The idea of requiring local data hosting gained traction after Justice Minister Eduardo Cardozo tried to persuade U.S. authorities to run all further surveillance requests through Brazilian courts. He said his request was rejected during a recent trip to Washington.
 
Almeida suggested that the damage might not be as bad as some companies think.
 
“It is a view still under construction,” he said. “I think the industry is taking this debate about the data centers in a very extreme way.”
 
Fortaleza-Vladivostok
 
The fallout from the NSA scandal could give a boost to other government Internet initiatives as well.
 
One project would link Brazil and its peers in the BRICs group of emerging powers through a 34,000-km fiber-optic cable bypassing the United States. The cable would go from Fortaleza along Brazil's northeastern coast all the way to Vladivostok in Russia, also hooking up South Africa, India and China.
 
The Internet is heavily centralized in the United States,  meaning for instance that an email sent by Rousseff to her Russian colleague Vladimir Putin will be likely routed through a server in Miami.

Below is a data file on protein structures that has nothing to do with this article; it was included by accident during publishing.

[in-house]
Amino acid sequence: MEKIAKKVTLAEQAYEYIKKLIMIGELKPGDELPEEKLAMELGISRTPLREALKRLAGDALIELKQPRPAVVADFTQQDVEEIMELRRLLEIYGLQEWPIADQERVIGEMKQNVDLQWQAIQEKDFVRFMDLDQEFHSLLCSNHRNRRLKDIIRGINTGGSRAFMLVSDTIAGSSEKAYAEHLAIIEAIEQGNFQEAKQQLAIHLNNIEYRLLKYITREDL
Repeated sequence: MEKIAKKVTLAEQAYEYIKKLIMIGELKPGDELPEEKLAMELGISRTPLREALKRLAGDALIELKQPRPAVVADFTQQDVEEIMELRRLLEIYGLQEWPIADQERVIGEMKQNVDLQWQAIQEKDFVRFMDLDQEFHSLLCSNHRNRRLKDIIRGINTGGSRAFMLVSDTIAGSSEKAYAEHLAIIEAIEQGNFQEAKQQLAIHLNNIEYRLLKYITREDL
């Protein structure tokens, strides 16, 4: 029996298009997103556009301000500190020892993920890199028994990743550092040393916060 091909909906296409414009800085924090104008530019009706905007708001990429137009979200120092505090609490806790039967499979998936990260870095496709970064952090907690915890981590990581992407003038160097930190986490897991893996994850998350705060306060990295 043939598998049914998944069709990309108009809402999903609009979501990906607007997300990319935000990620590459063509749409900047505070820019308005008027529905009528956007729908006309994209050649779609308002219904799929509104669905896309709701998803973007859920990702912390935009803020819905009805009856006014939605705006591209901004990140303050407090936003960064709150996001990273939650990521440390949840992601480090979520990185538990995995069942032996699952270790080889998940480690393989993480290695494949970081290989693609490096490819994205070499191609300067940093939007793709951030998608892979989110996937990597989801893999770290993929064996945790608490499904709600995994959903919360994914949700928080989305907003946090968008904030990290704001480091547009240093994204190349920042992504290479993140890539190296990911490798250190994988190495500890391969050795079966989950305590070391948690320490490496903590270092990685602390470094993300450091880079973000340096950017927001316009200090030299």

“This is a fine opportunity to look at better connectivity options,” said Leslie Daigle, chief Internet technology officer at the Internet Society, a U.S.-based group advocating for an open Internet. “Where I think things go a little sidewise is the extent to which things are being decided out of reaction.”
 
Experts say awareness is more critical than mammoth fiber optic cables or home-grown email or encryption services in a country where officials in charge of crafting the Internet policy sometimes have a poor understanding of the subject and often exchange confidential information through gmail or whatsapp, an instant messaging service for smartphones.
 
“By introducing more technology you are actually introducing more problems instead of addressing the issues,” said William Beer, a cyber security analyst with the professional services firm of Alvarez & Marsal in Sao Paulo.
 
Rousseff has made the new Internet regulatory framework a top priority, meaning the lower chamber of Congress could vote on it as soon as the end of October. As for the data localization rule, congressman Molon sounds determined.
 
“Things cannot remain as they were,” he said. “We need a political answer against a political act that violated our sovereignty.”